The singer who should come in for the most praise, though, is the young Ileana Cotrubas, who of course went on to major international stardom (she was one of the best Violettas I ever saw), and in this performance she not only sings like an angel, but her comic acting (and think of the timing that's required for the part) is in a league with a Carol Burnett or a Tracy Ullman. Her Act III duet with the count, 'Crudel! Perché finora,' demonstrates not only her superb singing (and Luxon's) but also her teasing way with him. Delicious!
In the pit is the ever-trustworthy John Pritchard conducting the London Philharmonic. The stage production was directed by the legendary Peter Hall. The video production was done by Humphrey Burton, a stalwart of these sorts of television specials, and it was directed with expertise by Dave Heather. The rather traditional, but quite beautiful, production design was by John Bury.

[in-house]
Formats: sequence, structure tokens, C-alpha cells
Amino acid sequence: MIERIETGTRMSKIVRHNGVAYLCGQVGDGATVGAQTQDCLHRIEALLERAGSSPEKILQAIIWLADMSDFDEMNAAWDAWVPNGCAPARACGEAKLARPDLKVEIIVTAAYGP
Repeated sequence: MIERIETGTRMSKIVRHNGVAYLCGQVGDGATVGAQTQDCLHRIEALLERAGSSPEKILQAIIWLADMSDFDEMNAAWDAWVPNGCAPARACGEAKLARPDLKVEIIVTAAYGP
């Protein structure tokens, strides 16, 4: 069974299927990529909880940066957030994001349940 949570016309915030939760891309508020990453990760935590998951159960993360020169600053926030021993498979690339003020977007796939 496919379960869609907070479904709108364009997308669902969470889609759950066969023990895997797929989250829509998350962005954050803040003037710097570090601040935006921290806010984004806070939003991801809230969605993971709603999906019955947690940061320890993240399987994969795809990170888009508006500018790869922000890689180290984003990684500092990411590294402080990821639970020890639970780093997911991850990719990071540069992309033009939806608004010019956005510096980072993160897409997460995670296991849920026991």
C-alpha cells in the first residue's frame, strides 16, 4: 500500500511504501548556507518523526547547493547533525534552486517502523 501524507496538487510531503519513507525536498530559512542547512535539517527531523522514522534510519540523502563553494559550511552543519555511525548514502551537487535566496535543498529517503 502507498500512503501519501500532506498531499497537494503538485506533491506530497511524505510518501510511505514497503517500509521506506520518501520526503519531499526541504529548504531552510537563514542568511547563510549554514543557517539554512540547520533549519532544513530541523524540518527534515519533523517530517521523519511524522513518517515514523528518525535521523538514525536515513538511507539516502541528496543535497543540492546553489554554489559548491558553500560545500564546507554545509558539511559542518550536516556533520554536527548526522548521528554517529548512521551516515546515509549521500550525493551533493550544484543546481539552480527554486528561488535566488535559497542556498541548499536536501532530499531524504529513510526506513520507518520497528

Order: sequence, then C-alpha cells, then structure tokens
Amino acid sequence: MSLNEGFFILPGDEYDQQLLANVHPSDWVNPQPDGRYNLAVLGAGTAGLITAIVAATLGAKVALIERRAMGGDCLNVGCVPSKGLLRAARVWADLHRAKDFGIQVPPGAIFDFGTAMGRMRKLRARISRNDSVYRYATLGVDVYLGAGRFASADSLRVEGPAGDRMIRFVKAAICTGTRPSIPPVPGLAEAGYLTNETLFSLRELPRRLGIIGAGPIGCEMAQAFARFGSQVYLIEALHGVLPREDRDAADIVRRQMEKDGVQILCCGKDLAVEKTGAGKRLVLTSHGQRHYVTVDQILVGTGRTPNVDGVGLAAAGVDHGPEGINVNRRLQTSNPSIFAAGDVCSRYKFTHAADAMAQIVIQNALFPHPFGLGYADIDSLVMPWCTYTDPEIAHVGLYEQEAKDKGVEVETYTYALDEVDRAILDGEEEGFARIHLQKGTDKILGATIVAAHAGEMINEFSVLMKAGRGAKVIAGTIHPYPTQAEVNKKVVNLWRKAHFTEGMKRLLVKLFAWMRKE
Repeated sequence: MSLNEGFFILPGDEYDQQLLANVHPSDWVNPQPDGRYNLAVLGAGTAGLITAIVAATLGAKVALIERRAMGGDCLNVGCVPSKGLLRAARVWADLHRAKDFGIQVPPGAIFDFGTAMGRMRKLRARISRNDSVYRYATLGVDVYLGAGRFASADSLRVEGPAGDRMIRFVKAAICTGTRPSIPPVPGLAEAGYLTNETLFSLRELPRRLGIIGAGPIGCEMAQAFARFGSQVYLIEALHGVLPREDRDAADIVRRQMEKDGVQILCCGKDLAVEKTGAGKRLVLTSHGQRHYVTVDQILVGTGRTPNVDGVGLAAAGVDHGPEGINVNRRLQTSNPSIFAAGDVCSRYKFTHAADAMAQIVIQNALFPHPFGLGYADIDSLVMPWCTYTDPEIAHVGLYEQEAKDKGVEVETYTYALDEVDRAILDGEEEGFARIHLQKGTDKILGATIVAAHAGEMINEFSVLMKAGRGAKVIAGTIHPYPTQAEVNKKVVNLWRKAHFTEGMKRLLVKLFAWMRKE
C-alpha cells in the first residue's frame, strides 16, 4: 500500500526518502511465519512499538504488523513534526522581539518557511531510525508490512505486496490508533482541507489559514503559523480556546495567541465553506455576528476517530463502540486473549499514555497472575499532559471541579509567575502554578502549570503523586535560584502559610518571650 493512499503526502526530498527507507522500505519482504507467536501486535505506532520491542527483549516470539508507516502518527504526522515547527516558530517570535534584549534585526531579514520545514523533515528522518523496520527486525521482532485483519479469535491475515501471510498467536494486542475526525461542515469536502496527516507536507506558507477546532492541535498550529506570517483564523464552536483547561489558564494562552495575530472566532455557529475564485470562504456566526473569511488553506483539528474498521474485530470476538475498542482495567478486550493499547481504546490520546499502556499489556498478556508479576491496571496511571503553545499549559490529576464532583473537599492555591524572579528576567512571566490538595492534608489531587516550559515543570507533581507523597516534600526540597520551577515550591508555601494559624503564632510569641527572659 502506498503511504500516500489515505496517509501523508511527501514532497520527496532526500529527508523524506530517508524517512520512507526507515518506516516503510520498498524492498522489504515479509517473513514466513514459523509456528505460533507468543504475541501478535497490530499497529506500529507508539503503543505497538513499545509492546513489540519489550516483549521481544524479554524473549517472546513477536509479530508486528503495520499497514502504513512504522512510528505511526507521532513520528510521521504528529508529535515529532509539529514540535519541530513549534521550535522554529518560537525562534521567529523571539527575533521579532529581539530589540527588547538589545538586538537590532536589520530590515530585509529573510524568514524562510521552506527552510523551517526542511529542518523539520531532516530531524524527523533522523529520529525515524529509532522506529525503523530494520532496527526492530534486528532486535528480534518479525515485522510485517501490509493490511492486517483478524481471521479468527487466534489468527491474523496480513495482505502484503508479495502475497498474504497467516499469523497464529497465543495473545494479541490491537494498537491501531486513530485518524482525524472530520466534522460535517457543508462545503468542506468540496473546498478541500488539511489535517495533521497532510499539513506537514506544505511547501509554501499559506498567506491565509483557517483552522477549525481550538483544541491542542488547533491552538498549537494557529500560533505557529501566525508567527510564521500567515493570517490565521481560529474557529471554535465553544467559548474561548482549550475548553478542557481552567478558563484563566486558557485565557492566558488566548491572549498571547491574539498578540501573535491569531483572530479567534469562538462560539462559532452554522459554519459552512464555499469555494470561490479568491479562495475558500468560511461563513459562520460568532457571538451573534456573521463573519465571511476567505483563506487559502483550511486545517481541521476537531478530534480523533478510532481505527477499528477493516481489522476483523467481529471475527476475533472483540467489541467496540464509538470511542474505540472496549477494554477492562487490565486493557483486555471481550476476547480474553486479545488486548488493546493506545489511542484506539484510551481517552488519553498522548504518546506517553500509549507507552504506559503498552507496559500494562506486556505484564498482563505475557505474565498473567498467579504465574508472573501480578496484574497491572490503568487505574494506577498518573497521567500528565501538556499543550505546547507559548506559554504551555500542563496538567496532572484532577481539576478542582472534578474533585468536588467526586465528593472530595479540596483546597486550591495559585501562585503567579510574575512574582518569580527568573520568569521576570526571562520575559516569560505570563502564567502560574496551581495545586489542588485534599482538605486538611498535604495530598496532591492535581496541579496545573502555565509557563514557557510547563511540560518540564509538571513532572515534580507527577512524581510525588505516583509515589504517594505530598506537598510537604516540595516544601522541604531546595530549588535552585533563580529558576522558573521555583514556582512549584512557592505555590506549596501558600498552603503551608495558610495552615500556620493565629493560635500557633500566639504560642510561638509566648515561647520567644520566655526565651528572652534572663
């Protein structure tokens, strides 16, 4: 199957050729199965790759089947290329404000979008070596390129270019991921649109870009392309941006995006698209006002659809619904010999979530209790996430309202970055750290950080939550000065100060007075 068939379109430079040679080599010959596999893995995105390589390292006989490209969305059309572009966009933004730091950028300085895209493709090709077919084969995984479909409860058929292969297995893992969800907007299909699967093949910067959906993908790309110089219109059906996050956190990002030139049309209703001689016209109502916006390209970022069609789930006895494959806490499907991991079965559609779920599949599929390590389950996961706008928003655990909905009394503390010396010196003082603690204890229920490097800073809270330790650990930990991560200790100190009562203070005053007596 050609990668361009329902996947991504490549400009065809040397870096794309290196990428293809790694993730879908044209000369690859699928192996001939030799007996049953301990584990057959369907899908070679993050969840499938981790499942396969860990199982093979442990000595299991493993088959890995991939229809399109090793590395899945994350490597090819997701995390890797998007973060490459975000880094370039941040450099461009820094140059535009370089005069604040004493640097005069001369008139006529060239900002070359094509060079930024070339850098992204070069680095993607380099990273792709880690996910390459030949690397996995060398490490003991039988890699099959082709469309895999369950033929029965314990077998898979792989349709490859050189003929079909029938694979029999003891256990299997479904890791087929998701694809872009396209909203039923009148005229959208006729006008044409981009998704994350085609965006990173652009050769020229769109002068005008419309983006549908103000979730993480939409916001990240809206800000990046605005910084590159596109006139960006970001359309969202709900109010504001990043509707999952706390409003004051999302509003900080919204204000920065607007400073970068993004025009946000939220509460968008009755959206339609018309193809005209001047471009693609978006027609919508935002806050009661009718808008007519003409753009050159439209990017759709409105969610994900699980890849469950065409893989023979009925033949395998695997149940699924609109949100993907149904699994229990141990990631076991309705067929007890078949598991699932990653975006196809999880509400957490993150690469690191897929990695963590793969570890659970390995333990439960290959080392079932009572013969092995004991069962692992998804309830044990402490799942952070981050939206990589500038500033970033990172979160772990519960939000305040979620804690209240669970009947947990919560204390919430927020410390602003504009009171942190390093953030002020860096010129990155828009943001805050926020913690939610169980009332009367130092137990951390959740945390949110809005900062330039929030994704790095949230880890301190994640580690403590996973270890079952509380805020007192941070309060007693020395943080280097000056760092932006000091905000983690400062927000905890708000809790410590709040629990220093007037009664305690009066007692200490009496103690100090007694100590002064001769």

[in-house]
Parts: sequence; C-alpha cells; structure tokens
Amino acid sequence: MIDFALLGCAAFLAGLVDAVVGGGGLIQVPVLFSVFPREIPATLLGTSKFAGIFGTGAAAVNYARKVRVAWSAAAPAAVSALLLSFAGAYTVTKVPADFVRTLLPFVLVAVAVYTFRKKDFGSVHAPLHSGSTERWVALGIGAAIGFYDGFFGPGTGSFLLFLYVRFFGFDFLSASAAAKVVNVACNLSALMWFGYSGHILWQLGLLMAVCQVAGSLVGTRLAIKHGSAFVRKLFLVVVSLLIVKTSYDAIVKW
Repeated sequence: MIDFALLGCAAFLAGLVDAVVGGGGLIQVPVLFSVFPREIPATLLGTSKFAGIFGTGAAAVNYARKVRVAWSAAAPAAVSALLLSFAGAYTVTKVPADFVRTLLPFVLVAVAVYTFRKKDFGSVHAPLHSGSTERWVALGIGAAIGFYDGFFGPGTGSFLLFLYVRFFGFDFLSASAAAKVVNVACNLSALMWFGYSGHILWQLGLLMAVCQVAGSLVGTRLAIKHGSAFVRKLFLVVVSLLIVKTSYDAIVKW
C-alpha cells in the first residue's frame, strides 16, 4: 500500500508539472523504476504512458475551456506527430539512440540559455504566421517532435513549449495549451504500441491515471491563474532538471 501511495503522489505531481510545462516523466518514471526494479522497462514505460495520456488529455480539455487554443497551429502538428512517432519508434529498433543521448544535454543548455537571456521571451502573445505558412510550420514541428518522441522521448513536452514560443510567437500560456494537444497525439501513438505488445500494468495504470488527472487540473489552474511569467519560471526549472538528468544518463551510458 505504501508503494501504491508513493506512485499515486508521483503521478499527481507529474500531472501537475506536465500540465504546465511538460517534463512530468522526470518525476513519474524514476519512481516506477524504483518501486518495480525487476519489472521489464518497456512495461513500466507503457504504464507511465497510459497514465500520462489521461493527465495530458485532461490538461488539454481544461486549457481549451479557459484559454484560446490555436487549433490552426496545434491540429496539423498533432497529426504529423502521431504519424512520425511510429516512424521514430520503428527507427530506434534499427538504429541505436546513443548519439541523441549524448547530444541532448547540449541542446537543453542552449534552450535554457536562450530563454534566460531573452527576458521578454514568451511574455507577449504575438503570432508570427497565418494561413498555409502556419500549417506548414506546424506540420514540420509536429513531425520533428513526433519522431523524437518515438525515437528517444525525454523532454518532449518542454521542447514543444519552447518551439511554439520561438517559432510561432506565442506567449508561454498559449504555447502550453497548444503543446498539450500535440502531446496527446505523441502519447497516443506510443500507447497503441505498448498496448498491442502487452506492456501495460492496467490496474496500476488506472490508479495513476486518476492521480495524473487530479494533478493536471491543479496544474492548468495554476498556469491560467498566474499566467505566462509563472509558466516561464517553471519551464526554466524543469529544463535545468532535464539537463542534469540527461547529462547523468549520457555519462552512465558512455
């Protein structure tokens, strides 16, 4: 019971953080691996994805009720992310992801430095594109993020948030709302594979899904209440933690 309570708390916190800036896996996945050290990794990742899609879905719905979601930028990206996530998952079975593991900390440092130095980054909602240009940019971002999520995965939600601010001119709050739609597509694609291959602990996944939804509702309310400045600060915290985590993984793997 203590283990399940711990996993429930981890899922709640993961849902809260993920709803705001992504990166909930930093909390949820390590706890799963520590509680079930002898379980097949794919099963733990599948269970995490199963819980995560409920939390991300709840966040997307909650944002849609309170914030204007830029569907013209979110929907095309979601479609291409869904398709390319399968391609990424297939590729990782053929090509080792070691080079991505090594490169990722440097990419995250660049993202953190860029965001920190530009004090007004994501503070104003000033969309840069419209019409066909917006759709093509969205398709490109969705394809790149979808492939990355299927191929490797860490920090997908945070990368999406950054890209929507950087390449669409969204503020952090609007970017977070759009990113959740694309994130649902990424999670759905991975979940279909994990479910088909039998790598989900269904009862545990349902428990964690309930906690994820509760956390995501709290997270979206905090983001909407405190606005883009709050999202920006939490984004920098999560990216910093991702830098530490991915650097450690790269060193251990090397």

I do not own any other DVDs of 'Marriage of Figaro' and cannot compare this one with the ones available. I find myself not impelled to obtain any others, however. I must comment that the color and stereo sound are of their time, the early 1970s. These are certainly not a hindrance, but one does recognize that this is a classic production.
I predict I will be returning to this performance many times over the years.
1 DVD, TT=185 mins, no extras, subtitles in German, French, English, Spanish, Italian.
David Cady | Jersey City, NJ USA | 01/07/2005
(5 out of 5 stars)